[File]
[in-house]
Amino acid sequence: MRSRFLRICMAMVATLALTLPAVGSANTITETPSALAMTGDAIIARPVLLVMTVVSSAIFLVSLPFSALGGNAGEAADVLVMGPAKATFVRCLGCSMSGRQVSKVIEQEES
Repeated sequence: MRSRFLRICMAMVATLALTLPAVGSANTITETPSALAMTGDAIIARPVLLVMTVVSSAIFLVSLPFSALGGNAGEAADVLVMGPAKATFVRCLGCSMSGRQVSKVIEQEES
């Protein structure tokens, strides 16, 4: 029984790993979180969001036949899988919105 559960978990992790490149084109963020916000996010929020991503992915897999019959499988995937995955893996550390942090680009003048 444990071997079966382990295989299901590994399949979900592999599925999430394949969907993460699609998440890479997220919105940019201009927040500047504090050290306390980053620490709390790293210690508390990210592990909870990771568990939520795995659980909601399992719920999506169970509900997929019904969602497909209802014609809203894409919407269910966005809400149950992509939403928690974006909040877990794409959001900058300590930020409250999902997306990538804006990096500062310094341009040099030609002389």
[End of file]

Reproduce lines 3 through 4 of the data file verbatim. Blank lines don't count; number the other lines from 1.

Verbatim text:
Repeated sequence: MRSRFLRICMAMVATLALTLPAVGSANTITETPSALAMTGDAIIARPVLLVMTVVSSAIFLVSLPFSALGGNAGEAADVLVMGPAKATFVRCLGCSMSGRQVSKVIEQEES
């Protein structure tokens, strides 16, 4: 029984790993979180969001036949899988919105 559960978990992790490149084109963020916000996010929020991503992915897999019959499988995937995955893996550390942090680009003048 444990071997079966382990295989299901590994399949979900592999599925999430394949969907993460699609998440890479997220919105940019201009927040500047504090050290306390980053620490709390790293210690508390990210592990909870990771568990939520795995659980909601399992719920999506169970509900997929019904969602497909209802014609809203894409919407269910966005809400149950992509939403928690974006909040877990794409959001900058300590930020409250999902997306990538804006990096500062310094341009040099030609002389």